Tonino Guerra: Screenwriter who worked with Fellini, Rosi, Antonioni and Tarkovsky


Tonino Guerra worked with many of the major Italian directors, helping the industry move from neo-realism to embrace figures as different as the coolly modernist Antonioni and the extravagantly baroque Fellini. Outside Italy he was a close associate of Tarkovsky and Angelopoulos, and was nominated for an Oscar three times.

Antonio Guerra was born near Rimini to a fisherman and his illiterate wife – the young Tonino taught her to read and write. He became a teacher but in 1943 was taken to Troisdorf concentration camp, where he wrote poetry in his native Romagnole dialect. In 1946 he published his first collection, I Scarabocc ["Scribblings"]. Of his move into cinema he said: "my poems were an essence of images; they had the cinema inside them before I started working for it."

After studying dialect poetry at the University of Urbino, he returned to teaching, moved to Rome and, through the screenwriter Elio Petri, began to mix in film circles. His first credit was with Petri in the team that wrote De Santis' Men and Wolves (1956) though their mountain research trip had only managed to confirm that wolf-hunters no longer existed. Guerra later scripted four of Petri's films including the fantasy-horror A Quiet Place in the Country (1968).

In 1960 L'Avventura, written with Elio Bartolini, the first in a series of mournful modernist disquisitions on alienation, began a 10-film collaboration with Antonioni, which the director described as filled with "long and violent arguments" interspersed with periods of reflection. The next two years brought La Notte and L'Elisse, with Red Desert appearing in 1964.

The same year Vittorio De Sica's phenomenally popular comedy Marriage – Italian Style was released, and several distributors hopped on the bandwagon. The 1965 comedy-horror Questi Fantasmi ["These Ghosts"] was released in the US as Ghosts – Italian Style. In 1967 Guerra's first film for Francesco Rosi, C'era una volta... ["Once Upon a Time"], a romantic comedy about a fiery Neapolitan peasant (Sophia Loren) and a boorish Spanish prince (Omar Sharif), appeared as Cinderella – Italian Style. Altogether he scripted 10 Rosi films, including some of his best-known: Christ Stopped at Eboli (1979), Carmen (1984) and Chronicle of a Death Foretold (1987). He also wrote four for the Taviani Brothers, including the wartime fantasy The Night of St Lorenzo (1982) and the Pirandello adaptation Kaos (1984).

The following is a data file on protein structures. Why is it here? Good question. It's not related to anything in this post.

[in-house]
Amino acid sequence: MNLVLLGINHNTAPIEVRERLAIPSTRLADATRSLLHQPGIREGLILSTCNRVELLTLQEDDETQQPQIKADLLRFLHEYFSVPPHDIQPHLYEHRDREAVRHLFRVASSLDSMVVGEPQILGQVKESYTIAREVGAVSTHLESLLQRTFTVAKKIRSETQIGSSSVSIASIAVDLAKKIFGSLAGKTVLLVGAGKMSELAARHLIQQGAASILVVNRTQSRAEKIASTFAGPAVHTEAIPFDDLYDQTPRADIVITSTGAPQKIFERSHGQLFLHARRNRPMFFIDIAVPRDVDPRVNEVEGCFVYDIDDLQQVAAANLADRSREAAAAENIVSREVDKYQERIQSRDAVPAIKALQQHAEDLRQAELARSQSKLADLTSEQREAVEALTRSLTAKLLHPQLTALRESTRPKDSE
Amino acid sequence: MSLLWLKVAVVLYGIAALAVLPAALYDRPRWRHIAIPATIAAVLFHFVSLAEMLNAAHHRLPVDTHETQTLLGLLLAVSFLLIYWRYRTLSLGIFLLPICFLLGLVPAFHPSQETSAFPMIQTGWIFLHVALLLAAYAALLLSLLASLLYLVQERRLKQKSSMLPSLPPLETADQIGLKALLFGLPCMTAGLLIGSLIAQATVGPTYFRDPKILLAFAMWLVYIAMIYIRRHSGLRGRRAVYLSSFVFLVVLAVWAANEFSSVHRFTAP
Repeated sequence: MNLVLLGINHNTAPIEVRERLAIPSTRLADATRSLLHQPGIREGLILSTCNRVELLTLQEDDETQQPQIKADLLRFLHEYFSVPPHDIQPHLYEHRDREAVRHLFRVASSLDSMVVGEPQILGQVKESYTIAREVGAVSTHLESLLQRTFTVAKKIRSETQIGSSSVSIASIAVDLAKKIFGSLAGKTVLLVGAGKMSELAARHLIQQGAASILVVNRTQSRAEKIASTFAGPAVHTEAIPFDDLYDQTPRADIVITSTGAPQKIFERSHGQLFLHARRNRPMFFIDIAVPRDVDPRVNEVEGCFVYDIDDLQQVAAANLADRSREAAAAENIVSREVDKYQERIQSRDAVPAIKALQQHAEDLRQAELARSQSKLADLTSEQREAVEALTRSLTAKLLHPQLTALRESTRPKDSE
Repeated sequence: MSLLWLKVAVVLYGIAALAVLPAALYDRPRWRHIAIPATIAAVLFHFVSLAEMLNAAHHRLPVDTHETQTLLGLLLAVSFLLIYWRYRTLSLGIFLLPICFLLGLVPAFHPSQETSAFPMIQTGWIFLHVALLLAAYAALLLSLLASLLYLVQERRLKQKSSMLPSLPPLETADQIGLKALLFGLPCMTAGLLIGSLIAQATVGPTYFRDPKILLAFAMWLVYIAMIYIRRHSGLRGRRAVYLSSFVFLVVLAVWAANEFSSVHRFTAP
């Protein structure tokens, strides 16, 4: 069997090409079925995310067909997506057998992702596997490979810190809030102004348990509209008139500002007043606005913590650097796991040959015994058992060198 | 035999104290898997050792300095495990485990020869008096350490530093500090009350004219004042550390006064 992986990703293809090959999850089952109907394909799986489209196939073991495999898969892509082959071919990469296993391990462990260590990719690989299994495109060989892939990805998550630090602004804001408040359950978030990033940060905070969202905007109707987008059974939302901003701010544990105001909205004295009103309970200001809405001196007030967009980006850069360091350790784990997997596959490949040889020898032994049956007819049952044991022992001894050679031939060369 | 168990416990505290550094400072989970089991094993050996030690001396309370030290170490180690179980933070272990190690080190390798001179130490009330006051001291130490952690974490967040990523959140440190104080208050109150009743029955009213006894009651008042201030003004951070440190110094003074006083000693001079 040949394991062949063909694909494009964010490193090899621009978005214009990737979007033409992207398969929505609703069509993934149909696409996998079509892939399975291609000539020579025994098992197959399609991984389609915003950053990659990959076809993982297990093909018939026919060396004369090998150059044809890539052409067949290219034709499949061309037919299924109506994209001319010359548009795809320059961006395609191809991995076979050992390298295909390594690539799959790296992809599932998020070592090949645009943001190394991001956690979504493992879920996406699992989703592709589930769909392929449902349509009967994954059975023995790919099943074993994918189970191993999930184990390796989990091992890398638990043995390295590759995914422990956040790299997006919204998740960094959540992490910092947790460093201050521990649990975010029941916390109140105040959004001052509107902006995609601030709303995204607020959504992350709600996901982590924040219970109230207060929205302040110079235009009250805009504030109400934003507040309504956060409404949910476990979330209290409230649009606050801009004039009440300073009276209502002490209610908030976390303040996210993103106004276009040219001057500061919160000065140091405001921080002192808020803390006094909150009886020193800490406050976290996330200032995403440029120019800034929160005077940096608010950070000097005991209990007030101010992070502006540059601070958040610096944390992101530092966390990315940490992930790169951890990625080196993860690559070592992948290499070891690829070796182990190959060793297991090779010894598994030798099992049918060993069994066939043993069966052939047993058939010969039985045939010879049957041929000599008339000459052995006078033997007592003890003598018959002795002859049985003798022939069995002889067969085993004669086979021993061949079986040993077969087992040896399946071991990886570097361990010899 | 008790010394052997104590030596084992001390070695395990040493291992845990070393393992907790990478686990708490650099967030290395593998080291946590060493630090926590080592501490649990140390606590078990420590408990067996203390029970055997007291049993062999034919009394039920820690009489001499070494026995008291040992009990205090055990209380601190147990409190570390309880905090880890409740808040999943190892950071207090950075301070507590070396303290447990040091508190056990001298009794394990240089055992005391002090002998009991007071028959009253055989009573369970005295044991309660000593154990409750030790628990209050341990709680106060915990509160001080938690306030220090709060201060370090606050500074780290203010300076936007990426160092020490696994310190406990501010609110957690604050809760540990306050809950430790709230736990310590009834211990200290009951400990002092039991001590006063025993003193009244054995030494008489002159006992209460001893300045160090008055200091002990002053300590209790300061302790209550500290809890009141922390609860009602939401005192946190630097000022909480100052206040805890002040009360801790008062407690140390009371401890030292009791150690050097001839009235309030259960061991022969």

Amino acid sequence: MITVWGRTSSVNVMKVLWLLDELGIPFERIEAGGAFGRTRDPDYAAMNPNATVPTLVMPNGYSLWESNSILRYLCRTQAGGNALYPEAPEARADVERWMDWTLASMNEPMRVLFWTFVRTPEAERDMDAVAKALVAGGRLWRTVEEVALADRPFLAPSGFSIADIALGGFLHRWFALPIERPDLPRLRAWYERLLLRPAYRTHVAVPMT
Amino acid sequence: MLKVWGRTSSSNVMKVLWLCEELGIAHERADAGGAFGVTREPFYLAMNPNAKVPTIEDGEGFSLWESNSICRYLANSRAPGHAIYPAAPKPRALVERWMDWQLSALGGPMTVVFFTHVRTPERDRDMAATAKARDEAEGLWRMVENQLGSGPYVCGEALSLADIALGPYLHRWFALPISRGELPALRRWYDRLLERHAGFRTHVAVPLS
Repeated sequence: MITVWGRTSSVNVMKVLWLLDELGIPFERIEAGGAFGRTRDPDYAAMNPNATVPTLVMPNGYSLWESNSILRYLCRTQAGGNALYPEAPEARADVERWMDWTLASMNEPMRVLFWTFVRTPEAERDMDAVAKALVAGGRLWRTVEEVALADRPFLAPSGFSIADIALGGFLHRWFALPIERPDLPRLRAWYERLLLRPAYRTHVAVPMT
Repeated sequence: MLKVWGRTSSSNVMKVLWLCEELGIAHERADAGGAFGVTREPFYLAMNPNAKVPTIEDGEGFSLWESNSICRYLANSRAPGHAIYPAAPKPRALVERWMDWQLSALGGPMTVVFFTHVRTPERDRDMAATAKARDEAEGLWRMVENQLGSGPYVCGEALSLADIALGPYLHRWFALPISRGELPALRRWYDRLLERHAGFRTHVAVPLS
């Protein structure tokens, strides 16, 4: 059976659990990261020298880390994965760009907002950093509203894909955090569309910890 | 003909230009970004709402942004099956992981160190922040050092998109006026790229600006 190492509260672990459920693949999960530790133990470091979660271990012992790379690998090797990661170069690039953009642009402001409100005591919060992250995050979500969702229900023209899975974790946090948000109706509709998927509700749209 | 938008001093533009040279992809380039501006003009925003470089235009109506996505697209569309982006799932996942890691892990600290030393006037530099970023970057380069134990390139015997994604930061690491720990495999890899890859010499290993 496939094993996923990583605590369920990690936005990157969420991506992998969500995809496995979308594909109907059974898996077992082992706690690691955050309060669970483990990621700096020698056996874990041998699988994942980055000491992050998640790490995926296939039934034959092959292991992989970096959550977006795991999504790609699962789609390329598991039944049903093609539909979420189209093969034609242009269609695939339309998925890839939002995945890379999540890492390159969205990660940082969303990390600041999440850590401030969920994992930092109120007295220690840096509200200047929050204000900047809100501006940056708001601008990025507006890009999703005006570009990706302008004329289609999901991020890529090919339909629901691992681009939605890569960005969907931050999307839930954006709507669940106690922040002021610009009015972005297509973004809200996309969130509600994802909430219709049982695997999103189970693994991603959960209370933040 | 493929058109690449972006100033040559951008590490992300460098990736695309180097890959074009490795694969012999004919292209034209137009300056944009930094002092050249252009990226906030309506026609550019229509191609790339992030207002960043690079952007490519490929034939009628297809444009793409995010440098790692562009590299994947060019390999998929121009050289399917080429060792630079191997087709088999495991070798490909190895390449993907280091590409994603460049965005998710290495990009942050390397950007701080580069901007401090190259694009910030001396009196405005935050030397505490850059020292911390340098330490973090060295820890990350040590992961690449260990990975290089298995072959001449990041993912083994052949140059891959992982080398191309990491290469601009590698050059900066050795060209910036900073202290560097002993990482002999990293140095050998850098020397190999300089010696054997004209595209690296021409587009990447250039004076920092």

In 1965 Guerra received his first Oscar nomination but Casanova 70, a team-written effort, lost to another story of modern sex, Darling, scripted by Frederic Raphael. His second nomination was for Antonioni's first English-language film, Blow Up (1966), in which a trendy fashion photographer is caught up in a murder mystery, allowing an enquiry into the nature of reality and perception. The hallucinogenic follow-up Zabriskie Point (1970) is a hollowed-out and disillusioned review of 1960s radicalism.

In 1973 Amarcord (in dialect, "I Remember") was the first of three films with Fellini and one of his most personal, drawing on the two men's memories of their Rimini youths. It brought a third Oscar nomination, though he lost to Dog Day Afternoon. The novelisation appeared under both their names but seems mostly to have been Guerra's work. After Casanova in 1976 Fellini wanted Guerra to write City of Woman but he was wooing a Russian woman at the time and felt it would be impossible as he commuted between Rome and Moscow. But he later returned to work with Fellini on the parable And the Ship Sails On (1983) and the amusing if lightweight Ginger and Fred (1986).

Guerra met Andrei Tarkovsky at the 1962 Venice Film Festival, and his invitation allowed the director to return to make a the mournful Nostalgia (1983), about a Russian academic alone in Italy. Guerra made the accompanying TV documentary Voyage in Time and wrote another one, Andrei Tarkovsky.

Guerra wrote all Theo Angelopoulos's contemplations of exile, loss and alienation after 1984 and the director described him as his psychoanalyst. Voyage to Cythera, about a Communist's disillusioning return home,won the screenplay award at Cannes; The Beekeeper (1986) followed thehero's pursuit of his migrating charges, while Landscape in the Mist (1988) sees two children travel to Germany to find their father.

After this "Trilogy of Silence" came the Balkan-set "Trilogy of Borders":The Suspended Step of the Stork (1991) about a TV reporter, Ulysses' Gaze (1995) about a film archivist, and Eternity and a Day (1998) about a dying writer. A modern Greek history trilogy was uncompleted, though Guerra did write The Weeping Meadow (2004) and The Dust of Time (2008), Angelopoulos's last completed work, about a Greek-American film-maker.

Guerra also returned to Antonioni's obsessive investigations into the nature of femininity. After adapting Cocteau's The Eagle with Two Heads as The Mystery of Oberwald (1981), he wrote The Identification of a Woman (1982) and Beyond the Clouds (1995), co-directed with Wim Wenders. The Dangerous Thread of Things (2004), one third of an erotic portmanteau, coupled to films by Steven Soderbergh and Wong Kar-wai, was a disappointing end to Antonioni's career.

Guerra had written always fiction but in later life he returned to dialect poetry as well as taking up painting, sculpture and ceramics. A forthcoming documentary, 3XTonino, includes his observation that "Death isn't that awful. After all, it comes only once."

Antonio Guerra, screenwriter, novelist and poet: born Santarcangelo di Roma 16 March 1920; married twice (one son); died Santarcangelo di Roma 21 March 2012.

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